Dear Center for Phlebotomy Education:
I work with someone who thinks it's okay to call patients with whom she's familiar 'sweetie, honey, or even 'darlin.' She also asks them borderline-prying questions and share way too much of her own personal life. She has a loud voice, which carries down the hall. Other members of our professional team have commented that they do not want to hear such conversations and agree that they're unprofessional. I have asked my manager to address this, but she won't address it because she says she hasn't witnessed it herself. What should we do?
We agree the banter you described is overly "cozy" and unprofessional. Your coworker is likely a very congenial person and thinks she's providing a compassionate, caring experience for her patients. Being congenial has its limits, though, especially in healthcare. It's likely that she's never been coached on what's considered appropriate customer service and what isn't. It should be an easy fix.
There's three likely reasons your supervisor isn't taking action: 1) she's non-confrontational and doesn't want to find out if your claims are true; 2) the staff complains to her so frequently about co-workers that she's turning a deaf ear to your concern; and 3) she doesn't share your view that the conversations are unprofessional.
If she's avoiding a potential conflict that requires her to correct an employee, that's a problem. Non-confrontational managers are begging staff to go over their heads to a higher authority to manage the problem, inviting friction above and below her position and creating the potential for even more conflict. It's an untenable proposition for which there's no easy answer, and one in which you cannot impact.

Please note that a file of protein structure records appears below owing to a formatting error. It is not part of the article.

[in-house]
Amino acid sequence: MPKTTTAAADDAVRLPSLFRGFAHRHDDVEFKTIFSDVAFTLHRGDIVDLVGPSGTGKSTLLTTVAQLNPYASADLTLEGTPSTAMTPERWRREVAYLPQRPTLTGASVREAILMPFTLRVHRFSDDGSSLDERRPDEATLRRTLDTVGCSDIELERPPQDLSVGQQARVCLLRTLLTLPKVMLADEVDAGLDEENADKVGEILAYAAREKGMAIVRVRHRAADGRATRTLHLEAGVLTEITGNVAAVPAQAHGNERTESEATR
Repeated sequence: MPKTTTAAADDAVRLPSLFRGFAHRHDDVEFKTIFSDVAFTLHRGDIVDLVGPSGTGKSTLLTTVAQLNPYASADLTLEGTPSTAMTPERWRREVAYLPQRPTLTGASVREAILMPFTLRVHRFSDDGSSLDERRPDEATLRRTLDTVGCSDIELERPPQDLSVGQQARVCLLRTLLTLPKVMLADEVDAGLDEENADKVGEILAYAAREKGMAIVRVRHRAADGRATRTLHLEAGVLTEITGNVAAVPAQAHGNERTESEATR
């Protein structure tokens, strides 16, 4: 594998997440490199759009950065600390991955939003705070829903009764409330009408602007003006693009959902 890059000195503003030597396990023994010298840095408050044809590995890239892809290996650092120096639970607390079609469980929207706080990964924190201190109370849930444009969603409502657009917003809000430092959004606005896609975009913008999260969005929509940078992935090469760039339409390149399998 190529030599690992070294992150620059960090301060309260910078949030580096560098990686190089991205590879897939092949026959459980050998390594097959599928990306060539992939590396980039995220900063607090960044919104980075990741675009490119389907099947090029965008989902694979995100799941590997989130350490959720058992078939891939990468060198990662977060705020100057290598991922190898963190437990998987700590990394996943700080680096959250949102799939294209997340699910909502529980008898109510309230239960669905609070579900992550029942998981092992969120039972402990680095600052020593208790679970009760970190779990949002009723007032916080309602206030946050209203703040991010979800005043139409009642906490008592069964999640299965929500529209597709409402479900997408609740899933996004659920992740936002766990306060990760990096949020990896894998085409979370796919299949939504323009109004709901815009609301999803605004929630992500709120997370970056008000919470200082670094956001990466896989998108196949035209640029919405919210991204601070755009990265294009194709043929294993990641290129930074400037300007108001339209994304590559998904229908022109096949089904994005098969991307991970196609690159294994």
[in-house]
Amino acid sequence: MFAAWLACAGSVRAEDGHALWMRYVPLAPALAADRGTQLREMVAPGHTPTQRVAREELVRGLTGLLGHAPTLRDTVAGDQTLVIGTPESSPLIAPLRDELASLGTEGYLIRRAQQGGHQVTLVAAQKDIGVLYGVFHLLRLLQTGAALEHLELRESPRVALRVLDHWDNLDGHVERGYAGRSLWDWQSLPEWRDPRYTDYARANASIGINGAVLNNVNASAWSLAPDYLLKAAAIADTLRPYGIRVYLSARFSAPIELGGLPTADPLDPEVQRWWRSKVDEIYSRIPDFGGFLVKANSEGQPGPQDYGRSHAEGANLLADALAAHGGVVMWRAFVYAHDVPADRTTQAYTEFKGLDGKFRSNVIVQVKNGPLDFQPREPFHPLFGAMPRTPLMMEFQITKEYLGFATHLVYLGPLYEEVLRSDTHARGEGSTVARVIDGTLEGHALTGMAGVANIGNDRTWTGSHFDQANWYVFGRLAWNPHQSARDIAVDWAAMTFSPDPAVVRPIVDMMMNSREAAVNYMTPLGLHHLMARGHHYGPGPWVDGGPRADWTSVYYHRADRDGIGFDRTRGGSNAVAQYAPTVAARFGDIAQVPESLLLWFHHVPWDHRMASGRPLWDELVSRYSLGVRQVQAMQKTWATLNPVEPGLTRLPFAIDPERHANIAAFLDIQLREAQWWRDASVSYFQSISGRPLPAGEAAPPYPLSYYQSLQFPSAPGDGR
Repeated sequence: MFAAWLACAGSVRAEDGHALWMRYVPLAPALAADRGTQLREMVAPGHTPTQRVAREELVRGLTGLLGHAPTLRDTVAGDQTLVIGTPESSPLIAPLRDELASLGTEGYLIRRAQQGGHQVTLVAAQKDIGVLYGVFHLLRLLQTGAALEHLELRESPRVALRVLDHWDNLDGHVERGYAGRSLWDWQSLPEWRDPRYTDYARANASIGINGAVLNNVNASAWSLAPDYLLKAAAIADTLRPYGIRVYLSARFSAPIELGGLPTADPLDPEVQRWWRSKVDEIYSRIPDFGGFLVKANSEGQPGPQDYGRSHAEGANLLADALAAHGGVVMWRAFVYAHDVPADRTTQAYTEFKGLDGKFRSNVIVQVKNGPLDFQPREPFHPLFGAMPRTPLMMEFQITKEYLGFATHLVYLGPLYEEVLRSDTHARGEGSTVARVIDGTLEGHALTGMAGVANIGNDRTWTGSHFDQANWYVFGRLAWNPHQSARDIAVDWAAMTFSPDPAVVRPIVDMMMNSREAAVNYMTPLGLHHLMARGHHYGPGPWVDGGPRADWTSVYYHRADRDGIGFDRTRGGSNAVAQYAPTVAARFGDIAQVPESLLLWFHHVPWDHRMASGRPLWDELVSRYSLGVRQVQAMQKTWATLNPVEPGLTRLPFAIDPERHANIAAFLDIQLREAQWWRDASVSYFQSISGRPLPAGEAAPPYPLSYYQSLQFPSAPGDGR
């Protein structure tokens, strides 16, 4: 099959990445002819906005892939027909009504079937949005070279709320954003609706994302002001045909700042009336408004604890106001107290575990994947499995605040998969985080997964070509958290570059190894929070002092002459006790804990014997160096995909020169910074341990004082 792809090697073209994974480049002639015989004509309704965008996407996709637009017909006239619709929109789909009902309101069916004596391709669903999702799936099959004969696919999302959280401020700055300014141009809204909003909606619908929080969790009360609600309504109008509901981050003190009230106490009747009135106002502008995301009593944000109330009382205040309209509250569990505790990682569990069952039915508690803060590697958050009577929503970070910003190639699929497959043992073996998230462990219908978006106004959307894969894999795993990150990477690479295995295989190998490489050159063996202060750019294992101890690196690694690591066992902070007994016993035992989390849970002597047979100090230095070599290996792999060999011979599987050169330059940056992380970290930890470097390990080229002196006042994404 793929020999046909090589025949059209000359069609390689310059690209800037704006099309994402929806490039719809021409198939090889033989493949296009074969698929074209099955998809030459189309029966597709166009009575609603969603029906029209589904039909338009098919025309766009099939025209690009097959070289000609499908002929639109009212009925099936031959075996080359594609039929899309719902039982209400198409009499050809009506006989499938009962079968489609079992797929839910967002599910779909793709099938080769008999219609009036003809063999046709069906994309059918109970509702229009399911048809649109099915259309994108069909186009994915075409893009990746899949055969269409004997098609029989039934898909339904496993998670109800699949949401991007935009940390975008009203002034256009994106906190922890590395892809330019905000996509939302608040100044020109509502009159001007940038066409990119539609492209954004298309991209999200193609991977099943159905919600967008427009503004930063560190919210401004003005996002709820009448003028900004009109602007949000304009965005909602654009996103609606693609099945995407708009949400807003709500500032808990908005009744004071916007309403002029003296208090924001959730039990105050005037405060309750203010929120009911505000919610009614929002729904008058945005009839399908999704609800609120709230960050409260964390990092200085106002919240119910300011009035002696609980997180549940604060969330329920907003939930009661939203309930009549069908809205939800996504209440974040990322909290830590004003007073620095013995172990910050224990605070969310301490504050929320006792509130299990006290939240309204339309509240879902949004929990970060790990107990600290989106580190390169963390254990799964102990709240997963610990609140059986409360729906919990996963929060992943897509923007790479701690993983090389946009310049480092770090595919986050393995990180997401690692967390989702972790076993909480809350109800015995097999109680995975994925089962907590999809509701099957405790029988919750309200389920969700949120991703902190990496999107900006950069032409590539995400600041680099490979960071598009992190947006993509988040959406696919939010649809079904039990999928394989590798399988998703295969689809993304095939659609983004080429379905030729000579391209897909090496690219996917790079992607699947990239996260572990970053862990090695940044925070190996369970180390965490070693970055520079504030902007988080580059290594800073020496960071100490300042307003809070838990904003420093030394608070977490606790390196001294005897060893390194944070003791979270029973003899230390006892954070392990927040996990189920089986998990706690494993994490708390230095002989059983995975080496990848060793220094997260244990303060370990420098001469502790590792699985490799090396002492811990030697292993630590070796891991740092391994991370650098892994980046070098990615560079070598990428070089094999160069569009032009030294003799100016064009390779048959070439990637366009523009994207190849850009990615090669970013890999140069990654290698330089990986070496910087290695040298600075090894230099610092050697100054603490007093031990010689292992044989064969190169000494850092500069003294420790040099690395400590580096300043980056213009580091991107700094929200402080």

If she's turning a deaf ear because she's tired of hearing from a complaint-happy staff, she should be taking steps to curtail the steady stream of accusations and perpetual dissent among her subordinates. Supervisors are obligated to investigate all complaints from their staff whether they're credible or not. If she hears so many complaints from her staff that she considers petty, she needs to take steps to end it rather than bury her head in the sand.
If her view is that the banter is acceptable, the phlebotomist's style will perpetuate and everyone on staff would have to accept it as a difference of opinion. You are to be commended for wanting a more professional working environment, and it may be difficult for you to continue working without this facet that's important to you in the workplace. If that's the case, there are likely many other examples of a lack of professionalism that could require a change in employment for you. Eagles don't want to fly with turkeys, and thoroughbreds don't want to run with donkeys.
What should happen here is your supervisor investigates your claims. All she has to do is position herself within earshot of a few encounters to verify or refute your observations. If the phlebotomist's personal banter is as frequent as you suggest, she'll hear it and, if she agrees with your assessment, counsels the employee. End of problem.
Got a challenging phlebotomy situation or work-related question? Email us your submission at WSWDpanel@phlebotomy.com and you just might see it as a future case study. (Names and identifiers will be removed to assure anonymity.)